Tag Archives: identity

Identity: Tell me, who are you?

Who are you? Who are you now, and is that the same person you always are and always were?

I’ve always played with identity. As a child I was imaginative and, let’s say, indiscriminate about the boundary between reality and fantasy. The first sign of this may have been when I was five and screamed for days because my parents said my imaginary friend couldn’t move to our new house. A couple years later they began dropping me off at Sunday School with instructions to go to church alone afterwards. (As an adult, I understand that they relished their child-free Sunday mornings more than they cared to adhere to the dictates of Roman Catholicism. Fair enough.) I would sit on the hard pew and imagine I was blind. Or maybe deaf. I’d concentrate on what senses would still be available and try to tune out the one I “lost”. Sometimes I’d refuse to say any words aloud because then, I was a girl who didn’t speak English.

Harlequin 1

It isn’t uncommon for little girls to have a phase of fantastical confusion, but usually other interests or maturity put an end to it. I read this compelling New York magazine article about the two girls who stabbed their friend in the so-called “Slender Man attack” with empathy and growing discomfort. Luckily my crazy imagination never extended to violence and I channeled my make believe into society-approved acting and writing. Nevertheless, it’s embarrassing to recall how much I lied. Sometimes the reason was manipulation — inventing a dire health crisis to get extra time for chemistry lab reports — but often it seemed the stories came out of my mouth before I processed them anywhere else. Why on earth would I spontaneously pretend to be an exchange student from England when I knew almost nothing about the place and my accent came from playing Anna in “The King and I”?  That’s who I became to the cashier of a bookstore I visited on a field trip. WTF, younger me?

In my 20s I began to make a conscious effort to stop lying. The impulse remains in me as a stress reaction. It’s commonly said that people who compulsively lie do so for attention, but that couldn’t be further from my truth. I might lie to blend in, or to end or shorten an awkward conversation, or to divert attention from something I don’t want to discuss. It’s rare; usually I cage the lies behind my teeth before they leap out.

But, what about sliding into different identities online? Where are the lines drawn between performing a role, exploring parts of oneself, and outright lying?

I’ve had a blog off and on, mostly on, for 14 years. As a blogger I am honest in the way that a 2×4 board is not exactly two inches by four inches, yet it’s accepted as such until there’s a need for precise measurements. I may change names and locations and mess with timelines. I skim over details. The emotional and intellectual content is always as true as I can make it, but the rest is flexible enough to condense for narrative clarity or warp for privacy. I feel that my blogging identity is synchronous with who I am offline. You wouldn’t be greatly surprised when meeting me in the physical world after reading this site.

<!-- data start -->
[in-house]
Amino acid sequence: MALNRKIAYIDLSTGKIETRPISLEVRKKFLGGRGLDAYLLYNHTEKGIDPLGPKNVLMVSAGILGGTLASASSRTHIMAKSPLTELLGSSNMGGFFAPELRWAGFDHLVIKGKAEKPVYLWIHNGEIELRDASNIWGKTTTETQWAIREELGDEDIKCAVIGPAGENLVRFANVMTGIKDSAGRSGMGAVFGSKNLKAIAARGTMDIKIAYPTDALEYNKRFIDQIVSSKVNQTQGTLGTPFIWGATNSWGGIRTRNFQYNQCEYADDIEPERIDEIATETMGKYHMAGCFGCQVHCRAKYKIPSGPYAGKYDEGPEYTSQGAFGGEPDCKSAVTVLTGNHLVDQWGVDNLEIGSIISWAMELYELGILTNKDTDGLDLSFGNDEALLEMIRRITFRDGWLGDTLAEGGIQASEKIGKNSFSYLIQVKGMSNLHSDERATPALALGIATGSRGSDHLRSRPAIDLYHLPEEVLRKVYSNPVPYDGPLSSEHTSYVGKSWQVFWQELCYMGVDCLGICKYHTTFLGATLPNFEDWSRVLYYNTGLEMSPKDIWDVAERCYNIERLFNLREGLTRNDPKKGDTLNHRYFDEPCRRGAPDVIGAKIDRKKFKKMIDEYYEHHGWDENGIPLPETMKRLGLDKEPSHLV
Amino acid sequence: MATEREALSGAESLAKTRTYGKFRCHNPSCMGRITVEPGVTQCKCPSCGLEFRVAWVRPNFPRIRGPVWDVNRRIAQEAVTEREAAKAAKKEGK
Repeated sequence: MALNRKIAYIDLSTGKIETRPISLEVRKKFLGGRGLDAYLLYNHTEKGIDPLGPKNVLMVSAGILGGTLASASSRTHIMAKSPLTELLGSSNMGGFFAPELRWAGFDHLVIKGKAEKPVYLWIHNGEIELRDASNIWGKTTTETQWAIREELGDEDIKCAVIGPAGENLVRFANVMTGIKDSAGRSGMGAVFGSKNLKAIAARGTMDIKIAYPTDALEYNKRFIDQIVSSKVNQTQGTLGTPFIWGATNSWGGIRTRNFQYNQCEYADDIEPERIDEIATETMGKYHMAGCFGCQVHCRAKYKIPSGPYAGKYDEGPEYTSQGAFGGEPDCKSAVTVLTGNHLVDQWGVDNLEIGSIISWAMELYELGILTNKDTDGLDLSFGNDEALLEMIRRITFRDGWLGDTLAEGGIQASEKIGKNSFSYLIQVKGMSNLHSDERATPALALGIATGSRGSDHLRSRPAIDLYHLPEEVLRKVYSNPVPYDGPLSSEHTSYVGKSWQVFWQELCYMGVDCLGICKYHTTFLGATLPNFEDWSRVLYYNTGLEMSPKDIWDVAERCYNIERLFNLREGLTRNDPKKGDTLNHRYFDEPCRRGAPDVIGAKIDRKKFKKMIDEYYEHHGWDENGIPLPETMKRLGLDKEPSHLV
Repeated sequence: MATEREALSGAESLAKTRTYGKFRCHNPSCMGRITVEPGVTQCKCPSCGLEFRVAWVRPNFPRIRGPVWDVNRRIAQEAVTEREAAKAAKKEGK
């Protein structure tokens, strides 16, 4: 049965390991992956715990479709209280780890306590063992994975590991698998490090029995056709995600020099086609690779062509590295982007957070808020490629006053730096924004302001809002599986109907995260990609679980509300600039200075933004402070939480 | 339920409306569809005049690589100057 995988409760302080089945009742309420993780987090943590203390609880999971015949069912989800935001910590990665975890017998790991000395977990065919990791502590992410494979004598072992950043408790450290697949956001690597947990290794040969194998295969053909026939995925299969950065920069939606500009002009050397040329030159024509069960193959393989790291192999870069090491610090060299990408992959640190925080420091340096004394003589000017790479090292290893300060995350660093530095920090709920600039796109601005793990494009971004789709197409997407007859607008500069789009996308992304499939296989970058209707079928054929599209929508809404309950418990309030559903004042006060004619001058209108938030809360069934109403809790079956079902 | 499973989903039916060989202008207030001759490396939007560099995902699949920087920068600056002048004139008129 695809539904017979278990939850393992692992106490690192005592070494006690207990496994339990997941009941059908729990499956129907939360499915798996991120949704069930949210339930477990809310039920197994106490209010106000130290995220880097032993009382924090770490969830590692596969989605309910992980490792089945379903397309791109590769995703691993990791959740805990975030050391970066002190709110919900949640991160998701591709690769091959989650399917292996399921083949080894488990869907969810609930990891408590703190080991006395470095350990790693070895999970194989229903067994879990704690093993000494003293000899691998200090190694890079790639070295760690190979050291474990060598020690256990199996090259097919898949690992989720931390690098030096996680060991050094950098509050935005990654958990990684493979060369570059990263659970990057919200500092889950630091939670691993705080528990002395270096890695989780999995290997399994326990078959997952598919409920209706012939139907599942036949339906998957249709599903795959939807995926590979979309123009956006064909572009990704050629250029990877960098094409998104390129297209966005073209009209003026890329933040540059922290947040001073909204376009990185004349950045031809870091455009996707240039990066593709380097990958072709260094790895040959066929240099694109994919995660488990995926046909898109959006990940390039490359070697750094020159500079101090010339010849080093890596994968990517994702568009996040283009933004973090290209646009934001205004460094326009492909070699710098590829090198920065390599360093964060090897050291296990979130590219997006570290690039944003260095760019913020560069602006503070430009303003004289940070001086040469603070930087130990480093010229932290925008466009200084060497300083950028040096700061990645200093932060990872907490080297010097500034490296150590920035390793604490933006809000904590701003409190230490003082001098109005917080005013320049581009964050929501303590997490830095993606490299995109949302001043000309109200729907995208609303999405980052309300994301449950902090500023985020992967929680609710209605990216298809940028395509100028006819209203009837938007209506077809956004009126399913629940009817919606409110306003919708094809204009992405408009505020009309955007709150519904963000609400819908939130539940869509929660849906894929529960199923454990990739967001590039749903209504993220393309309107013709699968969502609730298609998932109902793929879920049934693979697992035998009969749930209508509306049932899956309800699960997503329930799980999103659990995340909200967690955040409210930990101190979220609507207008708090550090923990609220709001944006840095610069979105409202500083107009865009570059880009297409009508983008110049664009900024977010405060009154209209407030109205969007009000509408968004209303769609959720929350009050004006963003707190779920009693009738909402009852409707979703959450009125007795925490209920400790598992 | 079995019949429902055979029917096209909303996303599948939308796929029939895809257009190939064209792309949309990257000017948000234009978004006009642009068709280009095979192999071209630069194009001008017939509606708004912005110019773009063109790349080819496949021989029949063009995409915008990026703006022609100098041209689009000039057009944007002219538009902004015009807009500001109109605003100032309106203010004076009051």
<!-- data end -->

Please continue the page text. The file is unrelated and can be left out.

Identity with multiple avatars in a virtual world is more complicated. Take this scenario as an example: someone who knows I have multiple Second Life avatars invites me to come to a dance club, and I reply, “Let me sign on as Kay, because my alt doesn’t go to places like that.” I am the conscious person who animates both avatars and my reply makes it clear that I’m comfortable going to the club. Who, then, is not?

Before you say that I simply draw a line between two roles that I play online, let me add that if I went to that club as my alt, I — physical me — would feel the mild distress of being in a place that is out of my comfort zone. If I changed to my main avatar I’d feel confident and at ease in the same place. Both of them are me, but I have parceled out my personality among them and though they’re more alike than they used to be, some differences remain. Luckily for most people who meet me online, I’ve put most of my hostility and anger into my rarely-used second alt, but beware if you ever run across her. She can be a monster.

He sat to take a photo with me

When I’m in SL, I make an attempt to be honest or silent about my RL. My online identity may only reflect a portion of who I really am, but it is consistent and leaves open the possibility for people to get to know me better. That hasn’t always been the case, but it is now. That doesn’t mean I welcome conversations about offline details until I know someone well, but I’m not part of the “SL is SL, RL is RL” contingent (valid and perfectly acceptable, just not me). Considering my childhood, it’s a little surprising that I don’t enjoy online roleplaying. I’ve tried, but I can’t pretend for long before I want to make deeper connections with more authenticity. And, I frakking hate paragraph-style roleplay… but that’s another topic.

This topic was on my mind because I gave birth to a new identity over the weekend. I’ve known for a long time that I wanted to use a pen name for my serious writing. I’m a private person and whether I have any success or not, I want a buffer between me-the-author and me-the-person. The timing was right. I was reading Margaret Atwood’s Negotiating with the Dead: A Writer on Writing about her early days as a poet and writer:

If I had suspected anything about the role I would be expected to fulfill, not just as a writer, but as a female writer — how irrevocably doomed! — I would have flung my leaky blue blob-making ballpoint pen across the room, or plastered myself over with an impenetrable nom de plume, like B. Traven, author of The Treasure of the Sierra Madre, whose true identity has never been discovered. Or, like Thomas Pynchon, I would never have done any interviews, nor allowed my photo to appear on book jackets; but I was too young then to know about such ruses, and by now it is far too late.